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Systematic review and meta-analysis
Dexamethasone may be a viable alternative to prednisone/prednisolone for the treatment of acute asthma exacerbation in the paediatric emergency department
  1. Annie L Andrews1,
  2. Annie N Simpson2
  1. 1Department of Pediatrics, Medical University of South Carolina, Charleston, South Carolina, USA
  2. 2Department of Healthcare Leadership and Management, Medical University of South Carolina, Charleston, South Carolina, USA
  1. Correspondence to : Dr Annie L Andrews, Department of Pediatrics, Medical University of South Carolina, 135 Rutledge Ave MSC 561 Charleston, SC 29425, USA; andrewsan{at}

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Standard of care for emergency department (ED) treatment of children with acute asthma exacerbation includes systemic steroids.1 Traditionally, the systemic steroid course of choice has been a 5-day burst of oral prednisone or prednisolone. Recent studies have begun to show that a shorter course of dexamethasone may have comparable efficacy.2–4 Dexamethasone is an attractive alternative to prednisone and prednisolone because of its longer duration of metabolic effect and subsequent shorter treatment duration. Others have touted the palatability of dexamethasone over that of prednisone and prednisolone, as well as potentially improved clinical outcomes and cost savings due to superior compliance with the shorter treatment course dexamethasone requires.5


This was a review of randomised controlled trials that compared dexamethasone to prednisone/prednisolone among children with acute asthma exacerbation in the ED. The primary outcomes analysed were: relapse, including unscheduled clinic visits; return visits to the ED; hospitalisation at either 5, 10–14 or 30 days after the index ED visit. The secondary outcome was vomiting, either in the ED or at home. The review clearly stated the question being asked, the literature search strategy, study selection process and grading of study quality. Data were pooled using a fixed-effects model. The authors assessed for heterogeneity and small study effects. The results were reported as relative risks (RR) and 95% CIs.


Six randomised controlled trials were included. The total number of patients was not reported. Three of the studies used single-dose intramuscular dexamethasone, one used single-dose oral dexamethasone and two used multiple oral doses. The dosing varied greatly between studies, from 0.3 to 1.7 mg/kg; the max single dose ranged from 15 to 36 mg. Prednisone/prednisolone dosing also varied considerably.

The risk of relapse when comparing dexamethasone to prednisone/prednisolone was not statistically significant for any of the time periods studied (5 days: RR=0.90, 95% CI 0.46 to 1.78; 10–14 days: RR=1.14, 95% CI 0.77 to 1.67; 30 days: RR=1.20, 95% CI 0.03 to 56.93). Dexamethasone was associated with less frequent vomiting in the ED (RR=0.29, 95% CI 0.12 to 0.69) as well as at home (RR=0.32, 95% CI 0.14 to 0.74).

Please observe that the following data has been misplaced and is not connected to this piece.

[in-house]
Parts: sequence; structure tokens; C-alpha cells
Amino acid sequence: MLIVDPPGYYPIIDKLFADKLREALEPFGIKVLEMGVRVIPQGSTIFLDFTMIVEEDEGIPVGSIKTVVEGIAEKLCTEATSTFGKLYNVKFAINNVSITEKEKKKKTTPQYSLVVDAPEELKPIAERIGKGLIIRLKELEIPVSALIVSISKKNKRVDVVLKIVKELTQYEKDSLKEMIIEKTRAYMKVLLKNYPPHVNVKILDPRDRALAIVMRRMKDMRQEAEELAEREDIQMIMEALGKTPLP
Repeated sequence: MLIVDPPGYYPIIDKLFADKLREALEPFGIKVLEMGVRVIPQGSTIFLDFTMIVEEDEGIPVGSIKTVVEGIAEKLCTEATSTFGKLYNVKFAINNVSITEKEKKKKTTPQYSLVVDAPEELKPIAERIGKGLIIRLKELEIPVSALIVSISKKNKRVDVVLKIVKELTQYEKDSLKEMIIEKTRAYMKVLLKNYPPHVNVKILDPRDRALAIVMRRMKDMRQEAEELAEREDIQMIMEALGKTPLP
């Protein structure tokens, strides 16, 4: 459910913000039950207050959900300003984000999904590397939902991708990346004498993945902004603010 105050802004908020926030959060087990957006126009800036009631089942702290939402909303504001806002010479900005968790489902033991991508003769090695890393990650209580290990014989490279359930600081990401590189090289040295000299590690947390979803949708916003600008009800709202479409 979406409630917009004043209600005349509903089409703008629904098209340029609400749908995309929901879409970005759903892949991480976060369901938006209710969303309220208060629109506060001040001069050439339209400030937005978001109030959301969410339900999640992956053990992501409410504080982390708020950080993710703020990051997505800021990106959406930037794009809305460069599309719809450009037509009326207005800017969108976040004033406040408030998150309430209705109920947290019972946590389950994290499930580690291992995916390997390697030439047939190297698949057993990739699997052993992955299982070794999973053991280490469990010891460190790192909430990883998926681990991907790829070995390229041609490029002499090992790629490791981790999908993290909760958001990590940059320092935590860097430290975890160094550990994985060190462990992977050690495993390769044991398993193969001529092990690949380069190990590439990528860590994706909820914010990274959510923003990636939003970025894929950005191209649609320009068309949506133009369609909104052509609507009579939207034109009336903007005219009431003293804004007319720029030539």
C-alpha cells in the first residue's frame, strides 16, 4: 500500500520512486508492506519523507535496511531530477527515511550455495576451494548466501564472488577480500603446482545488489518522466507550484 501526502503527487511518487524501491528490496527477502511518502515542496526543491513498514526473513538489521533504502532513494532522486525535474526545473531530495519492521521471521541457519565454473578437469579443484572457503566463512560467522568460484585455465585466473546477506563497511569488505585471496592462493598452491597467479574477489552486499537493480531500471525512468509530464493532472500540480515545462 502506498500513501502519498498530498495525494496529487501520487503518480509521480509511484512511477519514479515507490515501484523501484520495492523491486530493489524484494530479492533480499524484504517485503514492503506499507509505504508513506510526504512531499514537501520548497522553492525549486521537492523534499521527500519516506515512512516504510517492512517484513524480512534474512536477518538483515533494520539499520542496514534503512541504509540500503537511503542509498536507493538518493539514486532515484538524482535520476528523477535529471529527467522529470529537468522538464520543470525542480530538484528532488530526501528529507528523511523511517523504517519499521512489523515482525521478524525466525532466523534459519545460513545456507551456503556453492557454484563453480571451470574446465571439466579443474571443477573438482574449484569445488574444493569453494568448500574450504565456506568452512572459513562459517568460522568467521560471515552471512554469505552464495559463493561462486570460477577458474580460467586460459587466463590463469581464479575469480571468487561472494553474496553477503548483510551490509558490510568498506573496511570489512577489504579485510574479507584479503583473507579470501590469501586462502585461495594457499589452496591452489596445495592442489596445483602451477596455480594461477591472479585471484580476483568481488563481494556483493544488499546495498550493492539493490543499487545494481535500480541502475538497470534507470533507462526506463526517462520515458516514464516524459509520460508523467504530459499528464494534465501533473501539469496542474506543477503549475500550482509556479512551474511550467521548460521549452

This systematic review and meta-analysis attempts to answer the following question: ‘Can I use one or two doses of dexamethasone instead of 5 days of prednisone/prednisolone to treat children with acute asthma exacerbation?’ Unfortunately, a meta-analysis may not be the best way to build evidence for this practice change. The heterogeneity of the available studies makes it difficult to draw conclusions from them when combined. The inclusion of studies that used either oral or intramuscular dosing may have severely affected the internal validity. The wide range of steroid dosing is also of concern. This makes it difficult to determine the effects attributable to the steroid itself, rather than the effects of the dosing or route used in the individual study.

Although the authors suggest that the finding of ‘no difference’ between the risks of dexamethasone and prednisone/prednisolone suggests non-inferiority, all it actually does is show that the study was not powered to find a difference between the two treatments. Because the individual and total sample size of this study is unknown, power to find a difference is hard to judge. The casual reader may misinterpret the conclusion of this meta-analysis as evidence of non-inferiority; ‘no difference’ is certainly not the same as non-inferiority.

Owing to the limited number of trials from which these authors were able to draw data, they were unable to assess the comparative effects of 1-day and 2-day dexamethasone dosing. The author's conclusions regarding vomiting are also limited by the fact that half of the included studies used intramuscular rather than oral dexamethasone. To properly answer this question, oral prednisone and prednisolone must be compared to oral dexamethasone.

Limitations aside, the question the authors raise is an important and timely one, and they do their best to draw conclusions from the existing literature in an attempt to offer an evidence-based treatment recommendation. Their article provides a good summary of the existing evidence on the subject. However, in this case the only way to overcome the problems of combining individual studies with significant heterogeneity is to conduct a randomised controlled trial powered for non-inferiority.


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  • Competing interests None.

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